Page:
The Joint Artificial Intelligence Center (JAIC), the entity created in 2018 to oversee and coordinate nearly all the Pentagon’s AI-related efforts, has come up with a prototype tool which can be plugged into logistics and supply-chain data to sniff out potential supply shortages ahead of time amid the COVID-19 crisis, Defense One has reported, citing officials familiar with the effort.
The tool, named ‘Salus’, after the Roman goddess of welfare, health and prosperity, is touted as being capable of using predictive analytics to find areas where supply shortages are expected, from the level of individual stores to zip codes, states and even the entire continental United States.
Salus is already said to be deployed with the supply and logistics systems of Northern Command (responsible for territorial defence) and the National Guard, with these commands tasked with supporting the Federal Emergency Management Agency’s COVID-19 response. Nand Mulchandani, JAIC’s chief technical officer, says that the Pentagon’s new tool provides predictive capability and data overlay, with the information gathered sent “directly into the systems that they’re using” to increase the efficiency of the military response.
The Salus tool has quietly been used to aggregate data on emergency medical supplies including face masks and ventilators, with its next task being the “resource allocation” of things like food. The tool is said to make use of publicly available data such as census information, hospital data, etc., as well as information provided by corporations, including the all-important sell-through data on which products are being bought and in which geographic location.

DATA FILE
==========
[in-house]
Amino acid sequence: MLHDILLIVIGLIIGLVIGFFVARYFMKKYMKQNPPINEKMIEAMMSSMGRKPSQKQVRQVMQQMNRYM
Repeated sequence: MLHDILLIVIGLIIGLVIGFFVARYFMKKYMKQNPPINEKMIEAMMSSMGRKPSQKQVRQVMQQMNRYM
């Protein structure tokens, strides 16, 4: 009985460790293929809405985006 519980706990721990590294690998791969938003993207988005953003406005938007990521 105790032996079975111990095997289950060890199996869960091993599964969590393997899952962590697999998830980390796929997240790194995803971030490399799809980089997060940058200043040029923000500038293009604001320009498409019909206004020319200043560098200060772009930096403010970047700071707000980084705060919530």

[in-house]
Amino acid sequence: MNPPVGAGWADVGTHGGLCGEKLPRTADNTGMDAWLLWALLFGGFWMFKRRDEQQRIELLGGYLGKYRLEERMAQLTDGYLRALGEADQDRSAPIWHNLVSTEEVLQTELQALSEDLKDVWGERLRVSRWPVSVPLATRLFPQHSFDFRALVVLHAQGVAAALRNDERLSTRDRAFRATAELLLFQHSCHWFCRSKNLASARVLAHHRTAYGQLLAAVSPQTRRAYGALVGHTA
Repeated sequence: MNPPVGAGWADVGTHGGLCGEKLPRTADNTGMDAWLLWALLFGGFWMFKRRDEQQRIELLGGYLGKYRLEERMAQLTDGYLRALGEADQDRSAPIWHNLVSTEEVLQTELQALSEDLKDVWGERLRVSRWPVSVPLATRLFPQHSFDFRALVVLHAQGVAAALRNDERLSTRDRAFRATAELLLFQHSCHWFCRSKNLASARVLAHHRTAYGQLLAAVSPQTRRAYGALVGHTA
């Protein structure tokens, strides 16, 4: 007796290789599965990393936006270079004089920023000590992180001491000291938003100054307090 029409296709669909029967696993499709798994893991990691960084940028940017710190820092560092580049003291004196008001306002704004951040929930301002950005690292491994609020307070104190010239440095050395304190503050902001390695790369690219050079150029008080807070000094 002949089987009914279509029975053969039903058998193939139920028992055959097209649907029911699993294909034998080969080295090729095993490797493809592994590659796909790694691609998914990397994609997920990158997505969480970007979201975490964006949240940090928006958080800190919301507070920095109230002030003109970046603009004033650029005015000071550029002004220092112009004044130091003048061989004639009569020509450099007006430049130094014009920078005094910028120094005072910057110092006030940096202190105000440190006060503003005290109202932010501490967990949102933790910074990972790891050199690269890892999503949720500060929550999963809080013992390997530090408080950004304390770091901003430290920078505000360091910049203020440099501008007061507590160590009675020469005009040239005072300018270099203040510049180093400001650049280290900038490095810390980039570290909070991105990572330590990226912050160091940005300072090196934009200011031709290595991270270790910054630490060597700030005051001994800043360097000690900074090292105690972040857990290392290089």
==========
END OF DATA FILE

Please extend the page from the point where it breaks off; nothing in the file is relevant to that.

Mulchandani insists that the AI tool is privacy-friendly, and based on purchasing trends, rather than what any individual might buy.
The company hopes that down the road, Salus could be deployed across the entire US military, and even Joint All-Domain Command and Control (JADC2), the new multi-billion Pentagon effort to connect sensors and weapons systems across all domains – air, land, sea, space and cyberspace.
According to JAIC Lt. Cdr. Arlo Abrahamson, Salus is in reality a functional prototype applying a portion of the JADC2 concept envisioned by planners.
US military planners and analysts have received flak over the level of control they seek to endow AI systems with, forcing them to take a step back and reconsider their ideas in public statements. In February, the Pentagon approved a set of ethical guidelines for the use of artificial intelligence technology on the battlefield amid reports that the military was planning to increase the use of AI in warfighting operations. Late last year, JAIC director Lt. Gen. Jack Shanahan assured the public that although he was a big proponent of the integration of AI capabilities into the DoD, “there is one area where I pause, and it has to do with nuclear command and nuclear control.” According to Shanahan, the US does not need an automated US nuclear launch capability at this time.
From Dr. Strangelove’s doomsday machine to WarGames’ WOPR to The Terminator’s Skynet, the idea of using radically advanced computing systems in military applications has long been the subject of considerable public and scientific debate, with skeptics long suggesting that artificial intelligence should be kept out of the loop, at least when it comes to deadly weaponry with the capability to end the human race.